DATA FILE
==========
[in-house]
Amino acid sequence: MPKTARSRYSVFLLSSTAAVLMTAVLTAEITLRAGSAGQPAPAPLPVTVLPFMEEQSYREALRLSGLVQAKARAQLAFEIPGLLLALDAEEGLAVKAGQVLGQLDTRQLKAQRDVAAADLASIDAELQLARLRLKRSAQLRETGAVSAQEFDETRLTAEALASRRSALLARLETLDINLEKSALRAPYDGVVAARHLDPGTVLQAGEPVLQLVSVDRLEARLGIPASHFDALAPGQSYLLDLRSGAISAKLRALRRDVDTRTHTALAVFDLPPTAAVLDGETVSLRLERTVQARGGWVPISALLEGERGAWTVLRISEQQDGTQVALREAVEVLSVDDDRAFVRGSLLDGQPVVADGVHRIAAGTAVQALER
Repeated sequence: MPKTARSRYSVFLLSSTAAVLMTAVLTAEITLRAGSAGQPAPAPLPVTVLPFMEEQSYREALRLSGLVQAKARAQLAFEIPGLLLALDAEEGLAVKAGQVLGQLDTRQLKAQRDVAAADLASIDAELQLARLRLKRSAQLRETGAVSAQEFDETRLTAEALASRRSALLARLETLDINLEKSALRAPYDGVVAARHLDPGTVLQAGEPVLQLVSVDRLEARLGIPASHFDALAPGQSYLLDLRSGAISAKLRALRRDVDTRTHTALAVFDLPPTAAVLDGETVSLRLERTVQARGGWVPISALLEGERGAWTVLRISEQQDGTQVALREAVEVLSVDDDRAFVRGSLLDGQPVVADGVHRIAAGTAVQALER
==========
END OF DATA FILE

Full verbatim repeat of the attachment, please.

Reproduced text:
[in-house]
Amino acid sequence: MPKTARSRYSVFLLSSTAAVLMTAVLTAEITLRAGSAGQPAPAPLPVTVLPFMEEQSYREALRLSGLVQAKARAQLAFEIPGLLLALDAEEGLAVKAGQVLGQLDTRQLKAQRDVAAADLASIDAELQLARLRLKRSAQLRETGAVSAQEFDETRLTAEALASRRSALLARLETLDINLEKSALRAPYDGVVAARHLDPGTVLQAGEPVLQLVSVDRLEARLGIPASHFDALAPGQSYLLDLRSGAISAKLRALRRDVDTRTHTALAVFDLPPTAAVLDGETVSLRLERTVQARGGWVPISALLEGERGAWTVLRISEQQDGTQVALREAVEVLSVDDDRAFVRGSLLDGQPVVADGVHRIAAGTAVQALER
Repeated sequence: MPKTARSRYSVFLLSSTAAVLMTAVLTAEITLRAGSAGQPAPAPLPVTVLPFMEEQSYREALRLSGLVQAKARAQLAFEIPGLLLALDAEEGLAVKAGQVLGQLDTRQLKAQRDVAAADLASIDAELQLARLRLKRSAQLRETGAVSAQEFDETRLTAEALASRRSALLARLETLDINLEKSALRAPYDGVVAARHLDPGTVLQAGEPVLQLVSVDRLEARLGIPASHFDALAPGQSYLLDLRSGAISAKLRALRRDVDTRTHTALAVFDLPPTAAVLDGETVSLRLERTVQARGGWVPISALLEGERGAWTVLRISEQQDGTQVALREAVEVLSVDDDRAFVRGSLLDGQPVVADGVHRIAAGTAVQALER